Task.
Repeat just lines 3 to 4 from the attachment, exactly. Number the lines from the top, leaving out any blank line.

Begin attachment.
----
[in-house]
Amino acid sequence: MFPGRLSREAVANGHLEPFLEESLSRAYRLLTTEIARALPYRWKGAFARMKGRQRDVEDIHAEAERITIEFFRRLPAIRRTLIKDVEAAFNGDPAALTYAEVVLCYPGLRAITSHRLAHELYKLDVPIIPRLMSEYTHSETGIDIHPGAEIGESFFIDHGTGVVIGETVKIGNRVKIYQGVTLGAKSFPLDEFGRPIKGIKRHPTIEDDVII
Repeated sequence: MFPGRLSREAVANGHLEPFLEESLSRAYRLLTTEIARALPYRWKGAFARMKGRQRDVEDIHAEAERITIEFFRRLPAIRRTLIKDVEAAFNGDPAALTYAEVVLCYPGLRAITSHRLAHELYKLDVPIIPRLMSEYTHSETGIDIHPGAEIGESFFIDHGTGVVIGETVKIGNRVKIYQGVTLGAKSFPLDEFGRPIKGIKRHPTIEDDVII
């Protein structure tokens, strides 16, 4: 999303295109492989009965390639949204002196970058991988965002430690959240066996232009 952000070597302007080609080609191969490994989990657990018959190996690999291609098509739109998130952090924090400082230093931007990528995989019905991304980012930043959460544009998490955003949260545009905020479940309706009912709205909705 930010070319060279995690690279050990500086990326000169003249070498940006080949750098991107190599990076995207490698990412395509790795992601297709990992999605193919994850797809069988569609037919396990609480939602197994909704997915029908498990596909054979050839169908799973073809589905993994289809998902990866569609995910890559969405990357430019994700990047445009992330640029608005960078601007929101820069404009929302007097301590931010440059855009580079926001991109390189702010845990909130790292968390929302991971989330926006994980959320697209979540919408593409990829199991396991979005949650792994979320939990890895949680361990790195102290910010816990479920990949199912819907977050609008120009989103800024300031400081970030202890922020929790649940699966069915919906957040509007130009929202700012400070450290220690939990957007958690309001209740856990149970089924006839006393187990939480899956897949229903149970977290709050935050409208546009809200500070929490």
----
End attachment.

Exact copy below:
Repeated sequence: MFPGRLSREAVANGHLEPFLEESLSRAYRLLTTEIARALPYRWKGAFARMKGRQRDVEDIHAEAERITIEFFRRLPAIRRTLIKDVEAAFNGDPAALTYAEVVLCYPGLRAITSHRLAHELYKLDVPIIPRLMSEYTHSETGIDIHPGAEIGESFFIDHGTGVVIGETVKIGNRVKIYQGVTLGAKSFPLDEFGRPIKGIKRHPTIEDDVII
């Protein structure tokens, strides 16, 4: 999303295109492989009965390639949204002196970058991988965002430690959240066996232009 952000070597302007080609080609191969490994989990657990018959190996690999291609098509739109998130952090924090400082230093931007990528995989019905991304980012930043959460544009998490955003949260545009905020479940309706009912709205909705 930010070319060279995690690279050990500086990326000169003249070498940006080949750098991107190599990076995207490698990412395509790795992601297709990992999605193919994850797809069988569609037919396990609480939602197994909704997915029908498990596909054979050839169908799973073809589905993994289809998902990866569609995910890559969405990357430019994700990047445009992330640029608005960078601007929101820069404009929302007097301590931010440059855009580079926001991109390189702010845990909130790292968390929302991971989330926006994980959320697209979540919408593409990829199991396991979005949650792994979320939990890895949680361990790195102290910010816990479920990949199912819907977050609008120009989103800024300031400081970030202890922020929790649940699966069915919906957040509007130009929202700012400070450290220690939990957007958690309001209740856990149970089924006839006393187990939480899956897949229903149970977290709050935050409208546009809200500070929490």